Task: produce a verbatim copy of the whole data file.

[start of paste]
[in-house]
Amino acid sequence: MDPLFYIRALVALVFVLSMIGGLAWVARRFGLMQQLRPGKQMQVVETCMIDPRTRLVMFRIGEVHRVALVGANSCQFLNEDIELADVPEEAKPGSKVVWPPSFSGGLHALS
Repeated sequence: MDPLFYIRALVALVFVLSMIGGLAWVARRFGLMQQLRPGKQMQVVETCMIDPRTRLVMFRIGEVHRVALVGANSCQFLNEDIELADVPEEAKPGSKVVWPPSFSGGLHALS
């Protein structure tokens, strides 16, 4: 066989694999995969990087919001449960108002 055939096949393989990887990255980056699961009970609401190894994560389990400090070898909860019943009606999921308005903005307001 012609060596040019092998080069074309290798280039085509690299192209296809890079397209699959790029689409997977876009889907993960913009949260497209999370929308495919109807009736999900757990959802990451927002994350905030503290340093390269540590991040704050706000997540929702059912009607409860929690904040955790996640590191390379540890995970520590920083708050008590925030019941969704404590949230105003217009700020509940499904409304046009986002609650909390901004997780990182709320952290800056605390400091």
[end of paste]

[in-house]
Amino acid sequence: MDPLFYIRALVALVFVLSMIGGLAWVARRFGLMQQLRPGKQMQVVETCMIDPRTRLVMFRIGEVHRVALVGANSCQFLNEDIELADVPEEAKPGSKVVWPPSFSGGLHALS
Repeated sequence: MDPLFYIRALVALVFVLSMIGGLAWVARRFGLMQQLRPGKQMQVVETCMIDPRTRLVMFRIGEVHRVALVGANSCQFLNEDIELADVPEEAKPGSKVVWPPSFSGGLHALS
């Protein structure tokens, strides 16, 4: 066989694999995969990087919001449960108002 055939096949393989990887990255980056699961009970609401190894994560389990400090070898909860019943009606999921308005903005307001 012609060596040019092998080069074309290798280039085509690299192209296809890079397209699959790029689409997977876009889907993960913009949260497209999370929308495919109807009736999900757990959802990451927002994350905030503290340093390269540590991040704050706000997540929702059912009607409860929690904040955790996640590191390379540890995970520590920083708050008590925030019941969704404590949230105003217009700020509940499904409304046009986002609650909390901004997780990182709320952290800056605390400091």